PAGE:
The island grew slowly at first, but in 1916, it became part of the City of Newport Beach. In 1918 the Balboa Island Improvement Association was started (and is still going strong). The BIIA was a strong motivating force in working with the City on bulkhead repair, ferry service, a sewer system, water, gas, electricity, paved streets and sidewalks, and street lighting.
In those early days (1919), water for the Island came from the famous "Wooden Water Tower" built on Agate St. (removed in 1929). In 1920, Park Avenue was the only paved road on the Island. People had outhouses behind their houses as there was no sewer, and some buried their trash in vacant lots. In 1920, a gas utility came to the Island providing heating, cooking, and lights.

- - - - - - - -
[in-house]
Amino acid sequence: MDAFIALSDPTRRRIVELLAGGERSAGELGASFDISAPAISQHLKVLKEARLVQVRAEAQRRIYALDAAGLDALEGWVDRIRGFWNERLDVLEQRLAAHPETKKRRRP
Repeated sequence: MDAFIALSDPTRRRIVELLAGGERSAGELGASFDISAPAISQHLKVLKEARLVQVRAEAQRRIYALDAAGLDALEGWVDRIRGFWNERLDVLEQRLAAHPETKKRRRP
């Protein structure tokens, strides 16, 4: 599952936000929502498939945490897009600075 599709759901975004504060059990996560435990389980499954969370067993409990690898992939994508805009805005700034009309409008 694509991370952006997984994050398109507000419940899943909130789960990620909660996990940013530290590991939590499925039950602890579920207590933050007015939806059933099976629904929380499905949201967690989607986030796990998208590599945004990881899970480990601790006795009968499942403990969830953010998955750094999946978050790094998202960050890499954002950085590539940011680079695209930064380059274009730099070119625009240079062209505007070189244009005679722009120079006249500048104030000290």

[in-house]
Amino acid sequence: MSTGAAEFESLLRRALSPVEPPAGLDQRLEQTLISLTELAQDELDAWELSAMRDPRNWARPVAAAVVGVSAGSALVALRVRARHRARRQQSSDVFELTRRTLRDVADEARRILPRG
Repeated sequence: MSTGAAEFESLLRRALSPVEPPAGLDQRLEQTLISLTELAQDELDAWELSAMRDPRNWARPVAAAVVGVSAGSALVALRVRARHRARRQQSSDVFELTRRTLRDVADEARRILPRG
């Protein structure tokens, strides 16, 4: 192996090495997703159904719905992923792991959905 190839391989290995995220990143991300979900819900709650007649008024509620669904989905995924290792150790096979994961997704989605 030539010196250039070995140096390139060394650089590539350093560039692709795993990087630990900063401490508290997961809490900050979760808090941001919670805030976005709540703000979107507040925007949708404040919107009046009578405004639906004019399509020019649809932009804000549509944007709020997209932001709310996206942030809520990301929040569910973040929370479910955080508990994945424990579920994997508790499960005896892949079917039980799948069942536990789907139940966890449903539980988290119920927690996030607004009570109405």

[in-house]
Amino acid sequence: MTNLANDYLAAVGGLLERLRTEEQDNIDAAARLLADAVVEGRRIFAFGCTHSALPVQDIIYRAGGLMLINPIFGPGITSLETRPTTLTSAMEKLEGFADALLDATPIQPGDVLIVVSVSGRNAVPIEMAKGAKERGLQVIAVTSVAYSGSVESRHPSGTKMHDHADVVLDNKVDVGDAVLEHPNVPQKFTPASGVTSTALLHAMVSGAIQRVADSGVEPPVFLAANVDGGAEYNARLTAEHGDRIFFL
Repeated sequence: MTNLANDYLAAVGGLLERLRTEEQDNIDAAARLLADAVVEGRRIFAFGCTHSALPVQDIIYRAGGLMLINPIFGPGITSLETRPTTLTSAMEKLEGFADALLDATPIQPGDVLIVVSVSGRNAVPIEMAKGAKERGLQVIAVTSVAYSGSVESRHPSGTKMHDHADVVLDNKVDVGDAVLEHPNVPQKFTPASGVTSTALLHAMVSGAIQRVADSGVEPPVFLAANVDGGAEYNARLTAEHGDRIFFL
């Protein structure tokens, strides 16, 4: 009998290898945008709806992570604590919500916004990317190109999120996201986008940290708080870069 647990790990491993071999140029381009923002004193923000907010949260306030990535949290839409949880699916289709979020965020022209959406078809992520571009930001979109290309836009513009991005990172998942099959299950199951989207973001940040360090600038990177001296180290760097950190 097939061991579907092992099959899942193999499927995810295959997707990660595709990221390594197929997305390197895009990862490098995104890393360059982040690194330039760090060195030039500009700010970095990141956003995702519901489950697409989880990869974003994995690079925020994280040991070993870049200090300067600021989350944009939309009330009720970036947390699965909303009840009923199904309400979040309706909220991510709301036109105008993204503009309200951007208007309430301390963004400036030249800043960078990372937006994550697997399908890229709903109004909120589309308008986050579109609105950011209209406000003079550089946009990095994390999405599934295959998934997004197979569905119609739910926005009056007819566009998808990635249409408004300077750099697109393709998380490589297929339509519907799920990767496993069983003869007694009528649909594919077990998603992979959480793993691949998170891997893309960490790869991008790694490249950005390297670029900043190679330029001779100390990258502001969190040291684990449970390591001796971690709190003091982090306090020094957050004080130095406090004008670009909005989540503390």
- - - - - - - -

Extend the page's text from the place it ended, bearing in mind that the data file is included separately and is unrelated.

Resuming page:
Joseph Allan Beek, while still a student at Pasadena City College, was enchanted with the area, and became one of Collins' salesmen. Joe Beek played a crucial role in the development of Balboa Island, and spent a lifetime devoted to it. In 1919, Joe got the first contract for a ferry between the Island and Balboa Peninsula. In 1920, the first car was pushed across the bay (for 10 cents). In 1922, Joe Beek got a 15-year franchise, using the ferry boat "Joker", which could hold two cars. That franchise has continued to this day, with three 64 ft (20 m) boats, named "Admiral," "Captain," and "Commodore," that can each carry three vehicles. Beek later became Secretary of the California State Senate, where he served until his death in 1968.